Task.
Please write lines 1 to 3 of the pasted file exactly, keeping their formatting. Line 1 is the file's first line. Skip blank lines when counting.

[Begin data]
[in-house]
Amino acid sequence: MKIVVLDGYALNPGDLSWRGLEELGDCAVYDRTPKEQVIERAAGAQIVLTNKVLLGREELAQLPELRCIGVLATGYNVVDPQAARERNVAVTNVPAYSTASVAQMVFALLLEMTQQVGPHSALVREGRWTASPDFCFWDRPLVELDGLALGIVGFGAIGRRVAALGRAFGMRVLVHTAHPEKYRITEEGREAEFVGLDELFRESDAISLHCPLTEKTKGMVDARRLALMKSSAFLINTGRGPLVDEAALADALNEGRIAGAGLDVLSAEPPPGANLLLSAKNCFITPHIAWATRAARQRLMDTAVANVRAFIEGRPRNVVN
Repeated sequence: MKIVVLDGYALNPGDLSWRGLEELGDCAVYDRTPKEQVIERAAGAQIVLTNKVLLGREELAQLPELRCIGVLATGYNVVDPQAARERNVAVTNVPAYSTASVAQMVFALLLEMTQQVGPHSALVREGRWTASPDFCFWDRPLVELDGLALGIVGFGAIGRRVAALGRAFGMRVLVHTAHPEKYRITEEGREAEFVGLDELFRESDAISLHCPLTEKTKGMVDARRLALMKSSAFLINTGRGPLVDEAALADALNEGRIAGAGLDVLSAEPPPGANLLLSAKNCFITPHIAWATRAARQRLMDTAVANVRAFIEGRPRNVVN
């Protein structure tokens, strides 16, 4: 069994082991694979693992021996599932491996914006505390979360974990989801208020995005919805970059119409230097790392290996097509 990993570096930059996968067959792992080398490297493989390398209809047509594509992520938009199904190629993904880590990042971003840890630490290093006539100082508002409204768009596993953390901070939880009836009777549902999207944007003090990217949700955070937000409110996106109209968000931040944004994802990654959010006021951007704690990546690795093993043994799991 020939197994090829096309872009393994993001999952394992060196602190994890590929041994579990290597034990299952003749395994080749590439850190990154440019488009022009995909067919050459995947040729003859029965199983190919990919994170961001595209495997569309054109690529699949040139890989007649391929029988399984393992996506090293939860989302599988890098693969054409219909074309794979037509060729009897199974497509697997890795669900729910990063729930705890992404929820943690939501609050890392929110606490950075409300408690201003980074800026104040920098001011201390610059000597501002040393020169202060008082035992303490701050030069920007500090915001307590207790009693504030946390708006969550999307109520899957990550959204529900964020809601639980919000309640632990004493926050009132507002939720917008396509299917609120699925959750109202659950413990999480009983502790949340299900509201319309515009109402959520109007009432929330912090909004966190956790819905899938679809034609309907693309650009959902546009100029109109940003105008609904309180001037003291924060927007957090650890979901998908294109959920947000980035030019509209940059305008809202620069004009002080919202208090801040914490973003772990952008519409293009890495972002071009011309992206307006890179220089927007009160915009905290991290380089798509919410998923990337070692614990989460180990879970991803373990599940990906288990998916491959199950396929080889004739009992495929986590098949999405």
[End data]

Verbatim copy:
[in-house]
Amino acid sequence: MKIVVLDGYALNPGDLSWRGLEELGDCAVYDRTPKEQVIERAAGAQIVLTNKVLLGREELAQLPELRCIGVLATGYNVVDPQAARERNVAVTNVPAYSTASVAQMVFALLLEMTQQVGPHSALVREGRWTASPDFCFWDRPLVELDGLALGIVGFGAIGRRVAALGRAFGMRVLVHTAHPEKYRITEEGREAEFVGLDELFRESDAISLHCPLTEKTKGMVDARRLALMKSSAFLINTGRGPLVDEAALADALNEGRIAGAGLDVLSAEPPPGANLLLSAKNCFITPHIAWATRAARQRLMDTAVANVRAFIEGRPRNVVN
Repeated sequence: MKIVVLDGYALNPGDLSWRGLEELGDCAVYDRTPKEQVIERAAGAQIVLTNKVLLGREELAQLPELRCIGVLATGYNVVDPQAARERNVAVTNVPAYSTASVAQMVFALLLEMTQQVGPHSALVREGRWTASPDFCFWDRPLVELDGLALGIVGFGAIGRRVAALGRAFGMRVLVHTAHPEKYRITEEGREAEFVGLDELFRESDAISLHCPLTEKTKGMVDARRLALMKSSAFLINTGRGPLVDEAALADALNEGRIAGAGLDVLSAEPPPGANLLLSAKNCFITPHIAWATRAARQRLMDTAVANVRAFIEGRPRNVVN